Collision repair shops in at least five states have now filed lawsuits against dozens of insurers, alleging the insurers use their direct repair programs to “illegally control and depress” repair rates and if the shops don’t comply, customers are steered away. They have asked the Judicial Panel on Multidistrict Litigation to approve their petition to consolidate the cases into one court.
The legal dispute has potential implications for the AGRR industry, as independent automotive glass repair shops allege similar issues with third-party administrators (TPAs), which handle automotive glass claims for insurers.
John Mosley, president of the Mississippi Collision Repair Association and owner of Clinton Body Shop in Clinton, Miss., and the association’s legal counsel John Eaves have led the push for consolidation.
“We have petitioned the Judicial Panel on Multidistrict Litigation to combine our lawsuits,” says Mosley. “We expect the panel to hear our arguments in July and make a decision soon after. We hope Mississippi or Louisiana will be chosen, but it makes sense for the lawyers to work with one court, combining all the litigation and discovery.”
The United States Judicial Panel on Multidistrict Litigation (MDL Panel) was created by an Act of Congress in 1968.
“The job of the panel is to (1) determine whether civil actions pending in different federal districts involve one or more common questions of fact such that the actions should be transferred to one federal district for coordinated or consolidated pretrial proceedings; and (2) select the judge or judges and court assigned to conduct such proceedings,” according to the MDL Panel’s website.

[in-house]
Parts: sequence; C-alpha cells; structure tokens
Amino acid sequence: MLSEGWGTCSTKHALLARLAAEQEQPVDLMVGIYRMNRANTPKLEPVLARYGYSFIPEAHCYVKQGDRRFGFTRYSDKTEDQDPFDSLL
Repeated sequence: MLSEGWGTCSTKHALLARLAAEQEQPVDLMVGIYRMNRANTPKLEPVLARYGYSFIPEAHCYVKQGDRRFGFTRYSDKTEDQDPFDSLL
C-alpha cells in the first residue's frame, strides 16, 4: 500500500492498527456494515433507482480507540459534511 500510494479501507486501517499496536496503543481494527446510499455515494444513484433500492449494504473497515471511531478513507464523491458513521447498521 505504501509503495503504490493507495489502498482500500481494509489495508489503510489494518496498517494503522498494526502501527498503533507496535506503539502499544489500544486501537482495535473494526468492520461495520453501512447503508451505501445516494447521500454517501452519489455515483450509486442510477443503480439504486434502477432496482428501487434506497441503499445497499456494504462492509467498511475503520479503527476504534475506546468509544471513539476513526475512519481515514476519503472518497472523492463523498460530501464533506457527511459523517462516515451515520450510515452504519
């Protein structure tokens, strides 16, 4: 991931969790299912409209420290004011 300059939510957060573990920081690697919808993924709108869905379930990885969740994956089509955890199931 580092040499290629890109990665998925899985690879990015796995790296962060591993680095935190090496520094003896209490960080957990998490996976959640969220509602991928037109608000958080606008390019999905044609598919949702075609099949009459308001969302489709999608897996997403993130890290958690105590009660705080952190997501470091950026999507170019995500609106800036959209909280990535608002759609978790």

“The purposes of this transfer or ‘centralization’ process are to avoid duplication of discovery, to prevent inconsistent pretrial rulings, and to conserve the resources of the parties, their counsel and the judiciary. Transferred actions not terminated in the transferee district are remanded to their originating transferor districts by the panel at or before the conclusion of centralized pretrial proceedings,” the site continues.
“Collision repair shops in several more states are just about ready to file,” Mosley points out.
He has been working to educate collision repair shop owners about the situation he claims the companies are facing.
“I’m not trying to make a business decision for anybody. I’m trying to explain how I, as a business owner, made the decision. [When I took legal action], I wanted to do something and stand up for myself,” he adds.
He goes on to claim “steering is a big issue.”
“They [the insurers] have the upper hand. The owner of the vehicle calls the claim into the insurance company. They might name the shop and the insurer might say the shop is not on our list. If you [the consumer] have any problems, we’re not going to pay for it. The shop might charge you more than we allow. We will guarantee the work if you go to a collision repair shop on our list. Many times we never get the call from the customer [who might have thought of our shop]. If you have a good reputation and work hard and an insurance company keeps you from getting a job you should have otherwise got … we believe this is torturous interference.”
Mosley claims filing a lawsuit was his only recourse.
“Every shop should educate the consumers that they have the right to pick. They should choose whatever avenue they prefer and can afford, such as radio, TV, billboards. Do whatever you can to get the word out that consumers have the right to do business with the shop they prefer,” Mosley says.